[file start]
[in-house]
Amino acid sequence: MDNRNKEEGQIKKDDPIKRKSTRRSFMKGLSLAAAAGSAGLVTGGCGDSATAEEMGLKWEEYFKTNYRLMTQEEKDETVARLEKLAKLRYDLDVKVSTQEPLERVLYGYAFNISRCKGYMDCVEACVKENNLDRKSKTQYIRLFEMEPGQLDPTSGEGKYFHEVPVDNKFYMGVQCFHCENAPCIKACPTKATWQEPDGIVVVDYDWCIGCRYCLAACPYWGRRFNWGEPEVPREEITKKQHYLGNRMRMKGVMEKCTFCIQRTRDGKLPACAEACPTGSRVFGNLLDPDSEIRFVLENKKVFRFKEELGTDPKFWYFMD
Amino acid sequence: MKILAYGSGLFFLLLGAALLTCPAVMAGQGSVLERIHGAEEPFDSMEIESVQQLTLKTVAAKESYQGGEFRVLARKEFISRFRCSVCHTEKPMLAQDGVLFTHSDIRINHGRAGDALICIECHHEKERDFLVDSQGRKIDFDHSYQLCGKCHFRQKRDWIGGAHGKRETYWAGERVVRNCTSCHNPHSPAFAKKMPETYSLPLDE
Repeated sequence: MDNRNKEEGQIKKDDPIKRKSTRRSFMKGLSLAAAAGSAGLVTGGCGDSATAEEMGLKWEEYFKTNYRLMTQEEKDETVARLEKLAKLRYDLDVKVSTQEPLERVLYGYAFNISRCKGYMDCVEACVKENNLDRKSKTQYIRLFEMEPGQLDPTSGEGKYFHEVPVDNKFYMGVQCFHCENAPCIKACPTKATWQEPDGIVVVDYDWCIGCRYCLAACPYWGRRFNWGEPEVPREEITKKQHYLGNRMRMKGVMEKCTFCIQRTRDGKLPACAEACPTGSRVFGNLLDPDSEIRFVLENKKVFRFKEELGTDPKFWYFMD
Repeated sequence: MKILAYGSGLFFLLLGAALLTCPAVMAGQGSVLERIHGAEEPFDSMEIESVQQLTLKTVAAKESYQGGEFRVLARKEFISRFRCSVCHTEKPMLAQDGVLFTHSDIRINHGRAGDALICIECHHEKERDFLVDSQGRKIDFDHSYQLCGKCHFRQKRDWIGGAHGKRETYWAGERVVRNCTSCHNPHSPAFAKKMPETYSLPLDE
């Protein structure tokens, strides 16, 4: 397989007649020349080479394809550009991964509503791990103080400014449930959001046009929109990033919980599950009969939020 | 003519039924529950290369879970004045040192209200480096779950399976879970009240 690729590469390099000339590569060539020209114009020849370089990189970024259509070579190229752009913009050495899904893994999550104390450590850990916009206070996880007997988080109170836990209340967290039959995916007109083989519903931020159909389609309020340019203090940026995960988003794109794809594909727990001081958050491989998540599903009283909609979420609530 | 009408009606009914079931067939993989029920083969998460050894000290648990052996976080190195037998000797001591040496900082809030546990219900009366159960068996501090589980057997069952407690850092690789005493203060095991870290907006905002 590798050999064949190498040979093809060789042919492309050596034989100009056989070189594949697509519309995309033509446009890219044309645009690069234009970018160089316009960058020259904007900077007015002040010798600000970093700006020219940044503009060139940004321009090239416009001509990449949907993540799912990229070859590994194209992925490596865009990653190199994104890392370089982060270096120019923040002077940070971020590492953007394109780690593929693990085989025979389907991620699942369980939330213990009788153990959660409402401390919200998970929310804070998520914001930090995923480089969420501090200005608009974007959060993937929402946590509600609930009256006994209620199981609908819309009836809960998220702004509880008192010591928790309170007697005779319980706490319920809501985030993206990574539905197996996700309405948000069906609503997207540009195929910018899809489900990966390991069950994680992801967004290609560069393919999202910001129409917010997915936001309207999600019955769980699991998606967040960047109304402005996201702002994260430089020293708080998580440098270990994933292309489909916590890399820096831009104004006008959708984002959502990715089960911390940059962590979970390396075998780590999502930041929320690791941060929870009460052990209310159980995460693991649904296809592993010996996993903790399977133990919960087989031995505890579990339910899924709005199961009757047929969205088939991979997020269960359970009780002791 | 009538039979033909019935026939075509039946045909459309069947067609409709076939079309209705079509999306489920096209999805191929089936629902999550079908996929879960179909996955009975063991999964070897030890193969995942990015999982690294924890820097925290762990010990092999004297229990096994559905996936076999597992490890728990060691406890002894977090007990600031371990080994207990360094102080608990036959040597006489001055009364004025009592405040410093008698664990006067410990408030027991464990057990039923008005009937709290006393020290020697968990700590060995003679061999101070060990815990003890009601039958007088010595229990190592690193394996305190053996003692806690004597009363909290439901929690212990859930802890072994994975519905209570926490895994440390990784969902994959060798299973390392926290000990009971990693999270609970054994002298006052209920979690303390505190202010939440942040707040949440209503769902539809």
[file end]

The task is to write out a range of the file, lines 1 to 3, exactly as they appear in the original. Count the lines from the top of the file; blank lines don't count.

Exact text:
[in-house]
Amino acid sequence: MDNRNKEEGQIKKDDPIKRKSTRRSFMKGLSLAAAAGSAGLVTGGCGDSATAEEMGLKWEEYFKTNYRLMTQEEKDETVARLEKLAKLRYDLDVKVSTQEPLERVLYGYAFNISRCKGYMDCVEACVKENNLDRKSKTQYIRLFEMEPGQLDPTSGEGKYFHEVPVDNKFYMGVQCFHCENAPCIKACPTKATWQEPDGIVVVDYDWCIGCRYCLAACPYWGRRFNWGEPEVPREEITKKQHYLGNRMRMKGVMEKCTFCIQRTRDGKLPACAEACPTGSRVFGNLLDPDSEIRFVLENKKVFRFKEELGTDPKFWYFMD
Amino acid sequence: MKILAYGSGLFFLLLGAALLTCPAVMAGQGSVLERIHGAEEPFDSMEIESVQQLTLKTVAAKESYQGGEFRVLARKEFISRFRCSVCHTEKPMLAQDGVLFTHSDIRINHGRAGDALICIECHHEKERDFLVDSQGRKIDFDHSYQLCGKCHFRQKRDWIGGAHGKRETYWAGERVVRNCTSCHNPHSPAFAKKMPETYSLPLDE